Problems when re-assigning a PathGeometry in Silverlight

I wasn’t planning in submitting (yet) another workaround for a Silverlight bug, but I stumbled across (yet) another annoying issue that causes no problems in WPF, but results in a exception being thrown in Silverlight. It definitely seems like another Silverlight bug still present in Silverlight 4.

The problem

I was building Paths by re-using a pre-built collection of PathGeometries. However when re-assigning a PathGeometry to another Path like this:

Path path1;
Path path2; // These paths are in the visual tree
// Create a PathGeometry with some points
var points = new PointCollection();
points.Add(new Point(100, 0));
points.Add(new Point(100, 100));
points.Add(new Point(0, 100));
var pathFigure = new PathFigure();
pathFigure.StartPoint = new Point(0, 0);
pathFigure.Segments.Add(new PolyLineSegment() { Points = points });
var pathGeometry = new PathGeometry();
// Assign this PathGeometry to both Paths
path1.Data = pathGeometry;
// No you don't you get an ArgumentException
path2.Data = pathGeometry;

When trying to re-assign this PathGeometry, an ArgumentException was thrown with the message Value does not fall within the expected range. After googling around it turned out others have come across this issue back in mid 2008. This issue is only present in Silverlight, not WPF, which definititely suggests it is a bug.

However, having received a completely meaningless exception, I decided to dig deeper to at least try to understand what went wrong and find a workaround.

The cause of the problem

From the problem it was obvious that there is some problem with assigning the same PathGeometry object to multiple Path objects. Fair enough, if the same object won’t work, how about cloning it? For starters I implemented a shallow clone extension method and tested it out:

// Create a shallow copy method
public static PathGeometry CloneShallow(this PathGeometry pathGeometry)
    var newPathGeometry = new PathGeometry();
    foreach (var figure in pathGeometry.Figures)
    return newPathGeometry;
var pathGeometry;
path1.Data = pathGeometry;
// Try assigning the shallow cloned copy of this pathGeometry to the Path
// No you don't, this time an InvalidOperationException is thrown
path2.Data = pathGeometry.CloneShallow();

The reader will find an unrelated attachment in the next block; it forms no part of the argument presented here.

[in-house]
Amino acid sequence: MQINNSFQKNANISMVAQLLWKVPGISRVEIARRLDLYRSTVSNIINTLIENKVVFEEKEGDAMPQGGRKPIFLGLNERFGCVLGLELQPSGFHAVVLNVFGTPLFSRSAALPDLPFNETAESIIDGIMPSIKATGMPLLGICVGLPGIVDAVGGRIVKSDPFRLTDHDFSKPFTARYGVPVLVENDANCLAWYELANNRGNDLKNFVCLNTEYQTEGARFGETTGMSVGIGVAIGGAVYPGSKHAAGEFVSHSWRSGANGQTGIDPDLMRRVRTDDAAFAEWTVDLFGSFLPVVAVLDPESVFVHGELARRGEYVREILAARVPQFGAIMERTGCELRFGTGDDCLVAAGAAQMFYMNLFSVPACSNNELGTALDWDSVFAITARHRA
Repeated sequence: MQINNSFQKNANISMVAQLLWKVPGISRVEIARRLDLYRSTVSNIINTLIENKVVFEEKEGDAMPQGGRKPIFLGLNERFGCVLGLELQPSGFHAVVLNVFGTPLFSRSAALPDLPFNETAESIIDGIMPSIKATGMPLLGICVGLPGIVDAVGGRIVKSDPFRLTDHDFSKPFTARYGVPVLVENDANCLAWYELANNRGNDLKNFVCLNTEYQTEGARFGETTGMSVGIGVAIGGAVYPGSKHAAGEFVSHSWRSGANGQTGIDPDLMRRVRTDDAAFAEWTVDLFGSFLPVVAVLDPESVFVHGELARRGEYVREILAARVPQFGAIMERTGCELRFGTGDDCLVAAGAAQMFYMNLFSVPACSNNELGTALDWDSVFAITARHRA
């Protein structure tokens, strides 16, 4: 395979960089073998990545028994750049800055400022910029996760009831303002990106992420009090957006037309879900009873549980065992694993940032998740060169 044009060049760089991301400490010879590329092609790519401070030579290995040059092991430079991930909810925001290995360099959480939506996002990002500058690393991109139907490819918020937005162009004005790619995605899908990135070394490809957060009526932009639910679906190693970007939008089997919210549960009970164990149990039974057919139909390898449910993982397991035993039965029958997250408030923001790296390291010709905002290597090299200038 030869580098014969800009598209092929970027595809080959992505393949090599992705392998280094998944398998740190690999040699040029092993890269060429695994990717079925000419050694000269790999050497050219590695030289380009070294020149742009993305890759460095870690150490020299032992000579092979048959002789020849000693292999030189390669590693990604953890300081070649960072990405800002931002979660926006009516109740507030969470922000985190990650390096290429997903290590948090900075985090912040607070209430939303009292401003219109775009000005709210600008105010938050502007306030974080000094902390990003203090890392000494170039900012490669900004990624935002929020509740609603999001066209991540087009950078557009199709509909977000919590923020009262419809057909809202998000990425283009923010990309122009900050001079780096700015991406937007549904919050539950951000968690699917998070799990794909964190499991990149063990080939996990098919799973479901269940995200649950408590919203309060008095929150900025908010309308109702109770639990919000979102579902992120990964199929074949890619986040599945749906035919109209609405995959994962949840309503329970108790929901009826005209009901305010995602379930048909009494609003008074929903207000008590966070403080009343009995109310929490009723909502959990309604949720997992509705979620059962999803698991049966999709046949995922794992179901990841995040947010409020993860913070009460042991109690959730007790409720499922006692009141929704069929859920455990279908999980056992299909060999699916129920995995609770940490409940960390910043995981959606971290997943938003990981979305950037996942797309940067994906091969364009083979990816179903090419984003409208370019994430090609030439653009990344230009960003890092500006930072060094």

This didn’t work either, I still got an exception. The exception was at least more helpful this time: it was an InvalidOperationException with the message Element is already the child of another element. This probably means that unlike WPF, the Silverlight engine probably registers PathGeometries and their figures as well in the visual tree, not allowing them to be placed under another sub tree if they are already in the tree themselves.

This just means that I would have to clone even deeper until the point that I get to elements that aren’t registered somewhere (probably in the visual tree) as child elements. This is what I did.

The workaround

The workaround that finally solved the problem was using a deep clone method that cloned all the way down until it got to Point instances which are no longer registered as children of another element (again, probably in the visual tree). This deep clone method looks like the following:

public static PathGeometry CloneDeep(this PathGeometry pathGeometry)
    var newPathGeometry = new PathGeometry();
    foreach (var figure in pathGeometry.Figures)
        var newFigure = new PathFigure();
        newFigure.StartPoint = figure.StartPoint;
        // Even figures have to be deep cloned. Assigning them directly will result in
        //  an InvalidOperationException being thrown with the message "Element is already the child of another element."
        foreach (var segment in figure.Segments)
            // I only impemented cloning the abstract PathSegments to one implementation, 
            //  the PolyLineSegment class. If your paths use other kinds of segments, you'll need
            //  to implement that kind of coding yourself.
            var segmentAsPolyLineSegment = segment as PolyLineSegment;
            if (segmentAsPolyLineSegment != null)
                var newSegment = new PolyLineSegment();
                foreach (var point in segmentAsPolyLineSegment.Points)
    return newPathGeometry;

To understand the problem and the workaround a bit more, here is a sample application that does the three steps: it tries to copy the PathGeometry of the top blue rectangle first by directly assigning, then by shallow cloning and finally by deep cloning:

You can download the source of this application here: